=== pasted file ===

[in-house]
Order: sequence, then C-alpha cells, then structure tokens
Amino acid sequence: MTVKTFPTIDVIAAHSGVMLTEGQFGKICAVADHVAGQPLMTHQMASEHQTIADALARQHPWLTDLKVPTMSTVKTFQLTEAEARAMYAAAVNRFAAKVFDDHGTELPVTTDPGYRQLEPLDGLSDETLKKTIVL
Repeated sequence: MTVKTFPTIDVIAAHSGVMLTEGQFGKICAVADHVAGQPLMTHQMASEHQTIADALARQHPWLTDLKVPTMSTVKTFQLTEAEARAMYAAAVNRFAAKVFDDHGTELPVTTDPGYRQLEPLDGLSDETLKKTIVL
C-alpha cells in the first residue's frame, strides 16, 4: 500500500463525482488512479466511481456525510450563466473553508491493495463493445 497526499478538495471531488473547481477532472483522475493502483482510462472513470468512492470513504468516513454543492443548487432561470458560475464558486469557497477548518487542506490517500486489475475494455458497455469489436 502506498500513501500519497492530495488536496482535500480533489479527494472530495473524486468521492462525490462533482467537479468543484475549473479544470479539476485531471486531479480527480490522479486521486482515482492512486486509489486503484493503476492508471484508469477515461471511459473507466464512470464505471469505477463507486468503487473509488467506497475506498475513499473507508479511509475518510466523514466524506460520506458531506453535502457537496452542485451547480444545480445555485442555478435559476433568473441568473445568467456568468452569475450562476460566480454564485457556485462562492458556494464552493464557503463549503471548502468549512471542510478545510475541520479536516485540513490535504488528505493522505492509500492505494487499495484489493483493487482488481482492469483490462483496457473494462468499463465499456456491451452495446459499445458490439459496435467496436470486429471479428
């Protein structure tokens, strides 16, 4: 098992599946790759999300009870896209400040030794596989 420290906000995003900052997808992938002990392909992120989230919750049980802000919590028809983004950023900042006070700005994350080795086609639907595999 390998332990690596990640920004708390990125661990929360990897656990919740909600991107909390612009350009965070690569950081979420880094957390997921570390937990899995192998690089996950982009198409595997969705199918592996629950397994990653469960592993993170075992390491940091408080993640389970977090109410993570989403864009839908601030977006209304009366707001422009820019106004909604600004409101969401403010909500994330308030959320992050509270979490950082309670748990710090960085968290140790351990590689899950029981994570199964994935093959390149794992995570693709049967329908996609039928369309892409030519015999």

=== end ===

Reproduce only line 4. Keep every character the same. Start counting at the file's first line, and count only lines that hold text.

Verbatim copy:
Repeated sequence: MTVKTFPTIDVIAAHSGVMLTEGQFGKICAVADHVAGQPLMTHQMASEHQTIADALARQHPWLTDLKVPTMSTVKTFQLTEAEARAMYAAAVNRFAAKVFDDHGTELPVTTDPGYRQLEPLDGLSDETLKKTIVL